Not all fish are good for the heart – a new study reports!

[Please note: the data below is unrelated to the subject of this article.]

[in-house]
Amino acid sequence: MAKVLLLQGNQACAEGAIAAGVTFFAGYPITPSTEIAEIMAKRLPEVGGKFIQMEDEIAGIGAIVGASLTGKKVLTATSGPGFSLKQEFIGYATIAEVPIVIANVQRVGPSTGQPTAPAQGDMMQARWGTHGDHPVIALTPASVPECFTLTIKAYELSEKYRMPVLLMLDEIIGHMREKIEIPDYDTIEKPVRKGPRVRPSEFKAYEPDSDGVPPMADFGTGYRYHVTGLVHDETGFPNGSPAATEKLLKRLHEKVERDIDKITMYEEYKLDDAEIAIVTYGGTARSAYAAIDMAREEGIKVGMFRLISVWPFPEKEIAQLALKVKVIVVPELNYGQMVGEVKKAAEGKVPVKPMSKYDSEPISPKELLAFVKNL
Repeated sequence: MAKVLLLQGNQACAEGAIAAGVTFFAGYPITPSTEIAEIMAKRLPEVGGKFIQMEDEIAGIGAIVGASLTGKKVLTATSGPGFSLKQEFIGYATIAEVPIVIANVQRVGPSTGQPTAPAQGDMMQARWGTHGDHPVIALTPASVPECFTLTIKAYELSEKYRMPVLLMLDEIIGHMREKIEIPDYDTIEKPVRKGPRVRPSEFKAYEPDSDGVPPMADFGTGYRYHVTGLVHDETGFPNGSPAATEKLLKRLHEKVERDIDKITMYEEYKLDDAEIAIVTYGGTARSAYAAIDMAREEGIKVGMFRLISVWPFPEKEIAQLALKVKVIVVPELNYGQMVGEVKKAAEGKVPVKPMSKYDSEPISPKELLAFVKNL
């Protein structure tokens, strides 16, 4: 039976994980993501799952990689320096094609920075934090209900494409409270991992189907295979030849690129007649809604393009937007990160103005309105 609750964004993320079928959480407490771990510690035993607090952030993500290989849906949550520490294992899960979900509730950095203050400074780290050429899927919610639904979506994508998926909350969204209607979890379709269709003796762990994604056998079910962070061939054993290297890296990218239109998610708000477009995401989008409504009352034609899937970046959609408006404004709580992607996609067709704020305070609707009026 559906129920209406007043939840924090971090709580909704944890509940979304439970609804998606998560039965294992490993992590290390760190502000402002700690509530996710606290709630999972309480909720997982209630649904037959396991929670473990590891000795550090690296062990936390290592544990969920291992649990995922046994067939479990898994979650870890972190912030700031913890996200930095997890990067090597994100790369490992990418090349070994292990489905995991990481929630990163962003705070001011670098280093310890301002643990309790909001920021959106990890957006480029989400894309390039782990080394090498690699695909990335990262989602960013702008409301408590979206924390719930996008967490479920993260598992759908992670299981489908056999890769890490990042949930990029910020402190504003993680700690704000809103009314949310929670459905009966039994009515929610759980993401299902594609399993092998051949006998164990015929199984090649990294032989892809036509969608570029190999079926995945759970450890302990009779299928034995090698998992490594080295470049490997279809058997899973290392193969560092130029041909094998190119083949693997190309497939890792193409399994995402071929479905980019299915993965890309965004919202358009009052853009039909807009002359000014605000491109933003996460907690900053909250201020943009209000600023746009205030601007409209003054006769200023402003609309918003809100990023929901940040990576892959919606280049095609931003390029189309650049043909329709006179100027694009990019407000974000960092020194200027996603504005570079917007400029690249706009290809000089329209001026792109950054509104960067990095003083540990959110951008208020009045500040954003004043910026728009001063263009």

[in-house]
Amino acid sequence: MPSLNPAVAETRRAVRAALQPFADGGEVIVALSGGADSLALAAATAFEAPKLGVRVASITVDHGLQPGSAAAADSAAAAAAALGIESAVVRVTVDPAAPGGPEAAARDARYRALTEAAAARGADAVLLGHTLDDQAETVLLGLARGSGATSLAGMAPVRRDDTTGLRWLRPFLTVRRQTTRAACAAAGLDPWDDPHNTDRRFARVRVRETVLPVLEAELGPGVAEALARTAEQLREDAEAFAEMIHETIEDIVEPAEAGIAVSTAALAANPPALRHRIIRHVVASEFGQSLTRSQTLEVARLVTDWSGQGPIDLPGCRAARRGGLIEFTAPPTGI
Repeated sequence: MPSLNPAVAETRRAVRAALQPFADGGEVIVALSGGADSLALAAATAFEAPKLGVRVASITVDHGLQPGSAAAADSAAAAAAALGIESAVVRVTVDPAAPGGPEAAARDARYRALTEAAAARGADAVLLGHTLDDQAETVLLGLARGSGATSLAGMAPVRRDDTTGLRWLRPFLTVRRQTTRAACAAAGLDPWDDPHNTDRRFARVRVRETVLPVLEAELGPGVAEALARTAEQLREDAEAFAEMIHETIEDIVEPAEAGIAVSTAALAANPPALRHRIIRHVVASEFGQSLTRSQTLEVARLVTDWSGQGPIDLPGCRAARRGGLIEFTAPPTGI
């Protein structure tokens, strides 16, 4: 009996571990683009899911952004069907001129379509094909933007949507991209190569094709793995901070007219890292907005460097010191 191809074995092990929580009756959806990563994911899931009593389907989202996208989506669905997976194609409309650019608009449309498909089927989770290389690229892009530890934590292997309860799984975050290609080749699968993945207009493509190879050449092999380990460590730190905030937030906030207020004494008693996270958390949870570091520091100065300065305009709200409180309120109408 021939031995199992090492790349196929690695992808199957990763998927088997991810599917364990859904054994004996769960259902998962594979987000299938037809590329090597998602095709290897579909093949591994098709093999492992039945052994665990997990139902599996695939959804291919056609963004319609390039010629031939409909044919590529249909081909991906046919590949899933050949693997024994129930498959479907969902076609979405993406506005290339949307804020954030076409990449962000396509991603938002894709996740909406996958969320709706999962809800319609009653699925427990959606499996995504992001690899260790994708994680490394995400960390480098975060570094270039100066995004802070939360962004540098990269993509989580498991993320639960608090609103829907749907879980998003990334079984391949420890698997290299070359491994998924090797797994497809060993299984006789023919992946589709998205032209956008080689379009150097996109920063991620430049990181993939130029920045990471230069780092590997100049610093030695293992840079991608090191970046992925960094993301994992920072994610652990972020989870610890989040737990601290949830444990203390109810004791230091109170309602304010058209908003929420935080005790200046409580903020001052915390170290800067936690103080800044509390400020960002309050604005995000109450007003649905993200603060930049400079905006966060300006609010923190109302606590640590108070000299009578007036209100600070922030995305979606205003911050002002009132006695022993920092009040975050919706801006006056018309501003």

Eating fish twice a week has been a widely accepted way to reduce the burden of coronary heart disease. Fish is a good source of omega 3 fatty acids and help to maintain the 4:1 ratio of omega 6 to omega 3 fatty acids in diet. But a recent study in the July 2008 issue of the Journal of American Dietetic Association (J Am Diet Assoc. 2008 Jul;108(7):1178-85.) has shown that two of the most widely farmed fish, tilapia and catfish may have an unfavourable omega 6 fatty acid content. At the same time, trout and Atlantic salmon had higher omega 3 fatty acid content and low omega 6 to omega 3 fatty acid ratio. This has been attributed to the fact that wild fish feed on algae with high omega 3 content while farmed fish feed on commercial feed high in omega 6 fats. The beneficial long-chain omega 3 polyunsaturated fatty acids (PUFAs) are eicosapentaenoic acid and docosahexaenoic acid.